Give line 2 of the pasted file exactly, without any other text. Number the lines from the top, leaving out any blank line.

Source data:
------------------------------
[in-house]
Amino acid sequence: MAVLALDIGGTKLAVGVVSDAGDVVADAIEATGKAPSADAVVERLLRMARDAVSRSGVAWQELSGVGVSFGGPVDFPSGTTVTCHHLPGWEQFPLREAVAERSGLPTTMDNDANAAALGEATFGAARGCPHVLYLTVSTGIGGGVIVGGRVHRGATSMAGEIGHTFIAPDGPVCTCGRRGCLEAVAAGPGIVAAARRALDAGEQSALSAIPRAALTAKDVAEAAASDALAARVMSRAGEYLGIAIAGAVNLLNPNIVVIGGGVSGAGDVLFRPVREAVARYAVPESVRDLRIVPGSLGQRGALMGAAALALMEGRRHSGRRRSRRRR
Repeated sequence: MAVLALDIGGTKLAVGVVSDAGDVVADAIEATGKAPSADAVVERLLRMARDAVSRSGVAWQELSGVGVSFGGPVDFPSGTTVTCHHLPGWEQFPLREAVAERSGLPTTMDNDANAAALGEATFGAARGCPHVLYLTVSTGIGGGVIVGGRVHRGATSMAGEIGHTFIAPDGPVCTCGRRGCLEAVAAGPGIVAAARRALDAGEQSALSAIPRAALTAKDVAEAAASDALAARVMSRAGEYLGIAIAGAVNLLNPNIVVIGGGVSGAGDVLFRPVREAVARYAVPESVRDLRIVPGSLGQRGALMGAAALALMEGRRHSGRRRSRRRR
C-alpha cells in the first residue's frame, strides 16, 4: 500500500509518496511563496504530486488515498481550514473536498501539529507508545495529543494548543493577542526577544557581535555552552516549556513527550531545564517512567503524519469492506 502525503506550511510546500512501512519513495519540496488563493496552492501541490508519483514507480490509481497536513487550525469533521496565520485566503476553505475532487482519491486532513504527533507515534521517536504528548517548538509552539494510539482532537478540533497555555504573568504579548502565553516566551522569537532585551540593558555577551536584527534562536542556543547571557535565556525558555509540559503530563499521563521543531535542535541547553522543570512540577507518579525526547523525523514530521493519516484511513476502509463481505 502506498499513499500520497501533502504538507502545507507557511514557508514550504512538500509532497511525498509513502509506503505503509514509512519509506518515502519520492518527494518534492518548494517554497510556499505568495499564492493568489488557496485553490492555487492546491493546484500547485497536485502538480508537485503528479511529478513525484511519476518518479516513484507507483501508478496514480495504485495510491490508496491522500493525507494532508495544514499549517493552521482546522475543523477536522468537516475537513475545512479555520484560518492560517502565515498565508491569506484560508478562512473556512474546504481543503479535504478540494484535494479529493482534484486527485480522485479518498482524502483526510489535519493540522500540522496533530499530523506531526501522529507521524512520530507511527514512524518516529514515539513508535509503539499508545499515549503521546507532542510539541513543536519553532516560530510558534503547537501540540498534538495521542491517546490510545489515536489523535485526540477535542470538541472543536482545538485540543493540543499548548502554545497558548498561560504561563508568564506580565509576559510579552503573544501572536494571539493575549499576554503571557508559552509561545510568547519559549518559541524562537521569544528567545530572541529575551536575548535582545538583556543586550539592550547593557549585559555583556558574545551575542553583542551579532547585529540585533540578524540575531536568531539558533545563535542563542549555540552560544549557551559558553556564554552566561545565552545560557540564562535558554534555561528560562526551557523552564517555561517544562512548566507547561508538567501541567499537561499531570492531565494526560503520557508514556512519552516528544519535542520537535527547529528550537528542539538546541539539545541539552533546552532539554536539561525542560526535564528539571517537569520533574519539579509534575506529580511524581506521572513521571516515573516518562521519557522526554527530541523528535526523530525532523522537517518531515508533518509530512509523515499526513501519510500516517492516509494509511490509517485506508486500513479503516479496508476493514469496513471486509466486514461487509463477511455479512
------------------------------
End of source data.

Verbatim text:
Amino acid sequence: MAVLALDIGGTKLAVGVVSDAGDVVADAIEATGKAPSADAVVERLLRMARDAVSRSGVAWQELSGVGVSFGGPVDFPSGTTVTCHHLPGWEQFPLREAVAERSGLPTTMDNDANAAALGEATFGAARGCPHVLYLTVSTGIGGGVIVGGRVHRGATSMAGEIGHTFIAPDGPVCTCGRRGCLEAVAAGPGIVAAARRALDAGEQSALSAIPRAALTAKDVAEAAASDALAARVMSRAGEYLGIAIAGAVNLLNPNIVVIGGGVSGAGDVLFRPVREAVARYAVPESVRDLRIVPGSLGQRGALMGAAALALMEGRRHSGRRRSRRRR